How Leaders Can Cultivate Godliness

The following is a guest post by Dr. Nathan Finn. Nathan serves as director of the Center for Spiritual Formation and Evangelical Spirituality at Southeastern Baptist Theological Seminary, where he teaches courses in church history and historical theology. He also serves as one of the pastors at First Baptist Church of Durham, North Carolina.

For this reason also, since the day we heard this, we haven’t stopped praying for you. We are asking that you may be filled with the knowledge of His will in all wisdom and spiritual understanding, so that you may walk worthy of the Lord, fully pleasing to Him, bearing fruit in every good work and growing in the knowledge of God. (Colossians 1:9-10, HCSB)

The goal of the Christian life on this side of eternity is ongoing growth in godliness. Simply put, we have been saved in part so that we can become increasingly conformed to the image of the Lord Jesus Christ as we proclaim his gospel in word and model it for the watching world in deed. We call this sanctification. Our strategies for sanctification are called spiritual formation. And the goal of spiritual formation is to cultivate godliness.

It’s often been said that a local church rarely advances beyond the spiritual maturity of its leadership. I think this is normally true. As ministry leaders, we have a double incentive for cultivating godliness. First, of course, we want to honor God in our own spiritual walks as we become more like our Savior. But second, and very important, is our need to model godliness for those to whom we minister and to spur them on in their own spiritual growth.

In 1 Timothy 4:16, Paul gives instruction worth heeding by every pastor, associate pastor, student minister, worship leader, college minister, or other ministry leader: “Pay close attention to your life and your teaching; persevere in these things, for by doing this you will save both yourself and your hearers” (HCSB). Let me paraphrase the apostle: keep your head on straight doctrinally and keep your life in order morally. Or, to say it another way, keep growing in godliness.

So what are some ways that those of us who are ministry leaders can cultivate godliness in our own lives? Several ideas come to mind.

1. Regularly practice biblical spiritual disciplines such as personal Scripture reading, prayer, fasting, silence and solitude, and service to others.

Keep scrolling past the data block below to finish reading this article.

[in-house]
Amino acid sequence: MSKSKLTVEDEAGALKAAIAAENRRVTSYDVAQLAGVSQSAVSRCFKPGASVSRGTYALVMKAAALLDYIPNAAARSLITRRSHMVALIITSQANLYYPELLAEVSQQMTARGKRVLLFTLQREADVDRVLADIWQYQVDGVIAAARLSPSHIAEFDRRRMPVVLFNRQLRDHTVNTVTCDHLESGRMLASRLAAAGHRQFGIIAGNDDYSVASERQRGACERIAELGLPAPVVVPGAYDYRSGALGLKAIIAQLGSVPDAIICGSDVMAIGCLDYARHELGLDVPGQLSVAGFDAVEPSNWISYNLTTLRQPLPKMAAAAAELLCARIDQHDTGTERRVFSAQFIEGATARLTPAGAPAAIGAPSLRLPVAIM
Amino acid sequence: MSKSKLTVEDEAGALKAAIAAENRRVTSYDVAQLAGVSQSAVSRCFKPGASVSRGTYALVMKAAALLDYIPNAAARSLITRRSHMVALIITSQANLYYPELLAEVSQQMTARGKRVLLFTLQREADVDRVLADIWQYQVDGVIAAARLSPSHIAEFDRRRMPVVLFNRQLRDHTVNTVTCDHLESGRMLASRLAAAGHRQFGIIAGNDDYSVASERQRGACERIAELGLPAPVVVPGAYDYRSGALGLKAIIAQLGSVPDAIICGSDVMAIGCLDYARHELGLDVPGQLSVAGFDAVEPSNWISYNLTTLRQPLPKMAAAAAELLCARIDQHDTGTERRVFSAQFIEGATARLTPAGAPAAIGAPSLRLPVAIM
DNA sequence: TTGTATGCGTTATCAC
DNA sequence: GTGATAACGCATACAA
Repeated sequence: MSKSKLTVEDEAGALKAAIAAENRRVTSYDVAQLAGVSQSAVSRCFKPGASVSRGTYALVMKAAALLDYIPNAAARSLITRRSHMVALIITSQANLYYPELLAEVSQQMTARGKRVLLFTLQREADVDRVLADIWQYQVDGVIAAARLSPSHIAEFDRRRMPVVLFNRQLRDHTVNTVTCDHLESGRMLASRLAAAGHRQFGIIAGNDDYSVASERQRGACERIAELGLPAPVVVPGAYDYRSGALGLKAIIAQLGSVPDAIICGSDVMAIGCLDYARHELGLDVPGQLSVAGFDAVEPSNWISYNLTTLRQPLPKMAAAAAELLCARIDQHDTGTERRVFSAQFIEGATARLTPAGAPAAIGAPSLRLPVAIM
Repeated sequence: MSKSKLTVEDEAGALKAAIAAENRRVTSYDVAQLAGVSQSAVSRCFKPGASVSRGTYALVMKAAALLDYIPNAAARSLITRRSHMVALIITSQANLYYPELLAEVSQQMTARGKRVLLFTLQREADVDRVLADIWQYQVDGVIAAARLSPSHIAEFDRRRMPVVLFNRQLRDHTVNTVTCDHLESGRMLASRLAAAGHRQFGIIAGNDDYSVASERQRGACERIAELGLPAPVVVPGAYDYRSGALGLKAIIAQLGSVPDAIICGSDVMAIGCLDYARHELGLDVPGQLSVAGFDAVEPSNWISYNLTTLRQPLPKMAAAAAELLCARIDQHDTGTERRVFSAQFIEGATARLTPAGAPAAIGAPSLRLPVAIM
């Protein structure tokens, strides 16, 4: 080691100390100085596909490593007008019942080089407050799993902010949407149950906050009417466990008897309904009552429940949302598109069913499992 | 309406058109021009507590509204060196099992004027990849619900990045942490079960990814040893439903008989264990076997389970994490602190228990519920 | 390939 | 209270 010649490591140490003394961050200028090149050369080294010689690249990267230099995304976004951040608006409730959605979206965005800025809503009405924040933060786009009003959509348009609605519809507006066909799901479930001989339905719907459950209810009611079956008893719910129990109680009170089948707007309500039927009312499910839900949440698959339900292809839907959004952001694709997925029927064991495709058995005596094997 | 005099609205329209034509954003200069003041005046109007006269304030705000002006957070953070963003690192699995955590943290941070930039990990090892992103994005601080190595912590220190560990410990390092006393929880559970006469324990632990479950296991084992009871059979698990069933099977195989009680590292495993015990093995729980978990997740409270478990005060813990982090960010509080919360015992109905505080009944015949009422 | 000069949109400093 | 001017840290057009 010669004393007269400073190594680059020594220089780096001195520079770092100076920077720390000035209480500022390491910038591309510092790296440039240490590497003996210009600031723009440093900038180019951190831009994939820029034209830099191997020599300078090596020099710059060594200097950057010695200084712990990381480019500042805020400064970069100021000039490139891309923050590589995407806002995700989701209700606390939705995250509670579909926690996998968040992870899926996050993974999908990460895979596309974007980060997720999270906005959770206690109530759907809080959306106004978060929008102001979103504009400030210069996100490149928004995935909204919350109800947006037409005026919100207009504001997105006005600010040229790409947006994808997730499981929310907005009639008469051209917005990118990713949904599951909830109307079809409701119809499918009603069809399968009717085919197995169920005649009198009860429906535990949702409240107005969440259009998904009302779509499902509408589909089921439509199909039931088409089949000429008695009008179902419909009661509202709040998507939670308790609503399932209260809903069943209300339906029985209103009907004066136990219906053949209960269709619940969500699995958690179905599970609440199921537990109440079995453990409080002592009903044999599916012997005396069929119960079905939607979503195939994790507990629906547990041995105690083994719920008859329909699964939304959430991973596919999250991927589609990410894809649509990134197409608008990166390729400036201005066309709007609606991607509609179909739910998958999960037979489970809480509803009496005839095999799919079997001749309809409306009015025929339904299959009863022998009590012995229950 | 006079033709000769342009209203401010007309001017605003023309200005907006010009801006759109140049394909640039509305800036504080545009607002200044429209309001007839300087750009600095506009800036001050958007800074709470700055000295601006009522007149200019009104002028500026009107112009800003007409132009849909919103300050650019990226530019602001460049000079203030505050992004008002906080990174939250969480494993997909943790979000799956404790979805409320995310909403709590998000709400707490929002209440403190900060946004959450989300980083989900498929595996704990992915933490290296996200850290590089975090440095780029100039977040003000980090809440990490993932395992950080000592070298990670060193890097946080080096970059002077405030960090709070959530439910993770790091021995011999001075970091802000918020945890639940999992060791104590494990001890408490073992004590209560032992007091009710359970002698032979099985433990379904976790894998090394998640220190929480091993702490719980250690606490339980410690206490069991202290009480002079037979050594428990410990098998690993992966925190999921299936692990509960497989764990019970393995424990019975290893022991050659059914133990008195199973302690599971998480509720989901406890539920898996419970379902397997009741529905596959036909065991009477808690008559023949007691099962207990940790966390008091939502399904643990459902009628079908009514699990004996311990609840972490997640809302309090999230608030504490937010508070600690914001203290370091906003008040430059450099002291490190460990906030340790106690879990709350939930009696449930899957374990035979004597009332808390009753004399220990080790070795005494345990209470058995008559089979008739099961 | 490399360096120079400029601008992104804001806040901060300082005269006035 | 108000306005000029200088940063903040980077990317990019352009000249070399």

When pursued in a way that flows from our personal relationship with God through faith in Jesus Christ, the spiritual disciplines are means of grace that the Lord uses to grow us in godliness. Don’t table your own spiritual walk in the busyness of ministering to the spiritual lives of others.

2. Work hard to worship joyfully.

This might sound a bit weird at first—worship as work? We are used to speaking of worship experiences these days, but worship is something we are commanded to do. The experience of God flows from our practice of worship. We are to worship the Lord personally as we live for his glory, but we are also commanded to gather with the body to worship the Lord corporately. It is so easy for ministry leaders to spend so much time planning and leading in worship that they fail to joyfully worship the Lord themselves. Work hard to keep worshiping the Lord yourself. Soak up the preaching of the Word, sing joyfully to the Lord, pray with the body to your King, give cheerfully and sacrificially to the advance of his kingdom.

3. Find an accountability partner who is also in vocational ministry.

You need a friend who is also a youth pastor or worship leader with whom you can periodically meet for encouragement, spiritual challenge, and burden-sharing. It needs to be someone in the trenches, whether in your church or (more likely) in another church in your community. Walk together and encourage each other as you cultivate godliness for your own sakes and for the sakes of the people whom the Lord has entrusted to you.

4. Take time to rest and recreate.

It is so very easy for those of us in vocational ministry to spend all our time caring for the spiritual needs of others. We need to remember to unplug and recharge from time to time, lest we succumb to ministry burnout or even washout. Practice the spiritual discipline of Sabbath once a week by putting all but essential ministry concerns aside. Once a quarter, block out a couple of days for a spiritual retreat where you can spend time in extended prayer, immerse yourself in the Scriptures, and perhaps read an edifying book. When you take a vacation—and you need to take a vacation every year—be fully present with your family and friends. Leave the ministry behind for a week or two; trust me, it will still be waiting for you when you return. Talk to your pastor, elders, or personnel committee about instituting a sabbatical policy where church staff are allowed two or three months to be away from normal ministry responsibilities every five or six years for the sake of spiritual recharging and professional enrichment.

God has called us to serve him by ministering to his people through vocational ministry. Let’s be sure we are cultivating godliness in our own lives so that we can equip others to do the same.